Nikolay appeared automated. And Roger appeared flustered.
Soon enough, the Russian was up a break in the third. Then, more break points for Davydenko to go up a double break. It was beginning to look ominous for Federer, the same sort of impending bane that had taken shape in the form of the dark horse Juan Martin Del Potro in the U.S. Open finals the year prior.
But it was at 2-3 down in the second set that Federer's intensity picked up. The come-ons got louder. The backhand settled down and the winners began flying.
Out of nowhere, Roger had the break back, followed by an easy hold. And after all the fantastic shot-making and athleticism had been expended, it was all for naught as the Russian crumbled at the sight of the valiant charge of the Fed-Express.
Sure enough, Davydenko failed to win another game for the remainder of the set. Federer would win the match 2-6, 6-3, 6-0, 7-5.
Though the scoreline didn't seem particularly epic or notable, the match was incredibly significant to the locker room and certainly to Roger. He had turned the screw once again in the Davydenko matchup. He had once again solved the new and improved puzzles laid in front of him by the uniquely crafty former world No. 3.
Roger Federer did not drop another set after putting the pieces back together in his win over Davydenko, and he would go on to win his fourth Australian Open title and claim the 16th overall Grand Slam of his monstrous and truly legendary career.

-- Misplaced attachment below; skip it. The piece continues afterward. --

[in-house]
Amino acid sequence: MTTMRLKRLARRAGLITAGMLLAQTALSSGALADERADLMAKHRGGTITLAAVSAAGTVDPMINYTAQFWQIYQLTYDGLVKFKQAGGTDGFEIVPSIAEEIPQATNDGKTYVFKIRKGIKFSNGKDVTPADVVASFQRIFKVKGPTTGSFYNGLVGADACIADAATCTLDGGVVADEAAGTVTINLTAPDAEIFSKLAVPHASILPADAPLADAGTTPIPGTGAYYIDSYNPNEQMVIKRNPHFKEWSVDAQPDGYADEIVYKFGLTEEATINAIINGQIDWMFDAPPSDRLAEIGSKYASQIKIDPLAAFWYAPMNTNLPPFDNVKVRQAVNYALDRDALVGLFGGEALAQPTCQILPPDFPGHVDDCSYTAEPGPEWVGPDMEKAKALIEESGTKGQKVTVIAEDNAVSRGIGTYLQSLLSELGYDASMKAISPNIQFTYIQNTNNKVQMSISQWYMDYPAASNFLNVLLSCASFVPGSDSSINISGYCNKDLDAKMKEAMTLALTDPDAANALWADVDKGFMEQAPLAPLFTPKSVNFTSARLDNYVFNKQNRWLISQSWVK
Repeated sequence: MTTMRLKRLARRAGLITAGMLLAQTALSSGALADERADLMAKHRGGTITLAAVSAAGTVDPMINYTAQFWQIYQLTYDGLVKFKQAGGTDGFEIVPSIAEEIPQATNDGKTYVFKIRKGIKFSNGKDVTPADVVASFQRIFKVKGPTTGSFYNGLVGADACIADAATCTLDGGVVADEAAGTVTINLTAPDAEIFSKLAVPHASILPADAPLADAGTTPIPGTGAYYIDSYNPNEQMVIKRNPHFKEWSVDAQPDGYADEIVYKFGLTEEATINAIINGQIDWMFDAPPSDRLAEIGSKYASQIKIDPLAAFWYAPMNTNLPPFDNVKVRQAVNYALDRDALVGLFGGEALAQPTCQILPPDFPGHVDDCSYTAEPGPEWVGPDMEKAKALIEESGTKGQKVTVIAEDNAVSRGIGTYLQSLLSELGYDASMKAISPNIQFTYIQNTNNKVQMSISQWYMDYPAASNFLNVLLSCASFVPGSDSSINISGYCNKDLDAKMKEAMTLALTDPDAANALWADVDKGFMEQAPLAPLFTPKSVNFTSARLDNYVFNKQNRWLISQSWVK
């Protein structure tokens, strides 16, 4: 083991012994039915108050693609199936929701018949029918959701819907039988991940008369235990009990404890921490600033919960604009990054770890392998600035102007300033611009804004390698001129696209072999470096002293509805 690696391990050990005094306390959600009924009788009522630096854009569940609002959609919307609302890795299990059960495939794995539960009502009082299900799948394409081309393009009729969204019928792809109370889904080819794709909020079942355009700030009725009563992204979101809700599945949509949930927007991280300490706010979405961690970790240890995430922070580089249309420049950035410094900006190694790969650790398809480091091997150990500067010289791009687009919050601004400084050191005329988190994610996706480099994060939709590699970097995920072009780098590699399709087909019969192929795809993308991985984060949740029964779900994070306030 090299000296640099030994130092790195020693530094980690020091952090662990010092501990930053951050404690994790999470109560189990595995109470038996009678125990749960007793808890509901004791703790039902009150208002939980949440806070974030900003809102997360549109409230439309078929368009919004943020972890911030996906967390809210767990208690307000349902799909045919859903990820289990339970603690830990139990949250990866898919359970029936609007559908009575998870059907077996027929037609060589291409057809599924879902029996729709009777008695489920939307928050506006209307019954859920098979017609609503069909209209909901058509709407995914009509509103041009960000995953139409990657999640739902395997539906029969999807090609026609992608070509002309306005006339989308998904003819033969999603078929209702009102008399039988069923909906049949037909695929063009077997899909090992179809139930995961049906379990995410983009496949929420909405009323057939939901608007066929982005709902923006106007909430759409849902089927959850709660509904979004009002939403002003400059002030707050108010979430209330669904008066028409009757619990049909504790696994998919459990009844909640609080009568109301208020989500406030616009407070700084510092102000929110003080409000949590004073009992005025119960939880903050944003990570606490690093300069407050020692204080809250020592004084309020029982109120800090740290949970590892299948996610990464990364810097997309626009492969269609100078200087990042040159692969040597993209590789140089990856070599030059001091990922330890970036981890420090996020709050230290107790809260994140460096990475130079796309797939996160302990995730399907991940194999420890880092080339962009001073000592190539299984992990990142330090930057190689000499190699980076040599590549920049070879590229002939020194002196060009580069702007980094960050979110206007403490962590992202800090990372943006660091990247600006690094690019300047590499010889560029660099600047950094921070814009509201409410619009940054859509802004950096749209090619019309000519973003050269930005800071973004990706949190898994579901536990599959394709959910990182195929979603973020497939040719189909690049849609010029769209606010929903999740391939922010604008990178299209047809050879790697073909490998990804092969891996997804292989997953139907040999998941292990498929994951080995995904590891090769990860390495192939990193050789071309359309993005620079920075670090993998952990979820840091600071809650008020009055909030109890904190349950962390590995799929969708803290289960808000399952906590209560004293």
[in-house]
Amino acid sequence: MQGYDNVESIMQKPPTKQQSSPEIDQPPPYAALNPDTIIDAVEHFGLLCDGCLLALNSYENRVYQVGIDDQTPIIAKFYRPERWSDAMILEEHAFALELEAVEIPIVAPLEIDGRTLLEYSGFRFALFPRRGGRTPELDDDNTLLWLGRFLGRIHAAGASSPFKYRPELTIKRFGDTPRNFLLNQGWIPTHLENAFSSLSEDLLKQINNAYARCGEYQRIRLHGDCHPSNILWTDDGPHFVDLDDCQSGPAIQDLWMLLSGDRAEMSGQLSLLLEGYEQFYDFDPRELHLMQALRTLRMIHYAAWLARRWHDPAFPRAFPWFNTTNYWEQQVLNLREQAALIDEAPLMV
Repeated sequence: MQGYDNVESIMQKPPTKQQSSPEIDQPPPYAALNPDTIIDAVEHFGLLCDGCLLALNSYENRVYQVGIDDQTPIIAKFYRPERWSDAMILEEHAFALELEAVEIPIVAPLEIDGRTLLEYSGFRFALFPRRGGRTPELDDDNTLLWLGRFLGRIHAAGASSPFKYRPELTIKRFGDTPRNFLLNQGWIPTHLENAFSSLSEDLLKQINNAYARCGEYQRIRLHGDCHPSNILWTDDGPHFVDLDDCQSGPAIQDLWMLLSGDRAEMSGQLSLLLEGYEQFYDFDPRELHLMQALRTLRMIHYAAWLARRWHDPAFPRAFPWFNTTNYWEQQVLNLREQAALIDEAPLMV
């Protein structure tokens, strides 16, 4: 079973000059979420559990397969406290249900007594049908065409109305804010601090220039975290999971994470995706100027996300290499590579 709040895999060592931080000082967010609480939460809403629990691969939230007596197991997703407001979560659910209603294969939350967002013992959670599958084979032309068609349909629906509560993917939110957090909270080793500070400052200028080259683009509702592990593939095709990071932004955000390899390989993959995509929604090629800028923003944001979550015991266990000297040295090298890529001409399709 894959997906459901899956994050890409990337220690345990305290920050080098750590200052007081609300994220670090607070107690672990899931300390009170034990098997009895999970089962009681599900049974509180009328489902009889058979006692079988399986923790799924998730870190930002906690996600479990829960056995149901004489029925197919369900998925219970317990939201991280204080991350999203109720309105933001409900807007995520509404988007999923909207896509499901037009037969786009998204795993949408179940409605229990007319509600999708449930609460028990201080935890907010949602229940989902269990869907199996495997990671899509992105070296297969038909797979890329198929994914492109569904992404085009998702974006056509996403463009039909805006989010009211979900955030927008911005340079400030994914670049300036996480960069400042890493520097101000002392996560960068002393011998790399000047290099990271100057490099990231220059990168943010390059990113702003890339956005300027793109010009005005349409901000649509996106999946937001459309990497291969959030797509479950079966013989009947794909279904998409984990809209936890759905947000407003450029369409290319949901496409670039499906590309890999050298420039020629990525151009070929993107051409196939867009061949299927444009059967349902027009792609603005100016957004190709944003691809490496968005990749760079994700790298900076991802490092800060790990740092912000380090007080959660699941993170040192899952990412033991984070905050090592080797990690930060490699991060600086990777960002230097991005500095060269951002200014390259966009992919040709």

It is Federer's exclusive skills in improvisation, resolution and confidence that must and will be on display in his match against Davydenko in Thursday's second-round play. And it is these skills that will cement him as one of the title favorites at this year's Australian Open, despite the remaining level of difficulty of players in his section of the draw.
Davydenko is a proven veteran, and anyone who disputes this has not seen his body of work in the form of big wins and even bigger titles. Though it's clear that he isn't playing at the same standard he was three years ago, the framework for a sensational player lives on, and thusly so does the respect he procures.
Davydenko will fight, but Federer will overtake him. What will be critical about the outcome of the match, and thereby the impact it will make on the rest of the tennis field, is the fashion in which Federer will achieve victory: with greater ease than many tennis fans and pundits alike are forecasting.
Ryan Harrison is an up-and-coming young gun, with a couple of big weapons that have the potential to do damage to the tour, but he is not the tried-and-true formula that is the machine-like Nikolay Davydenko.
With a straight-sets win over the Russian, Federer will make his statement, much like the statement made by Djokovic on Wednesday night. But the dissimilarities in their declarations will be clear: Pacifying the inexperienced pup is a very different thing to suppressing the seasoned and accomplished adversary.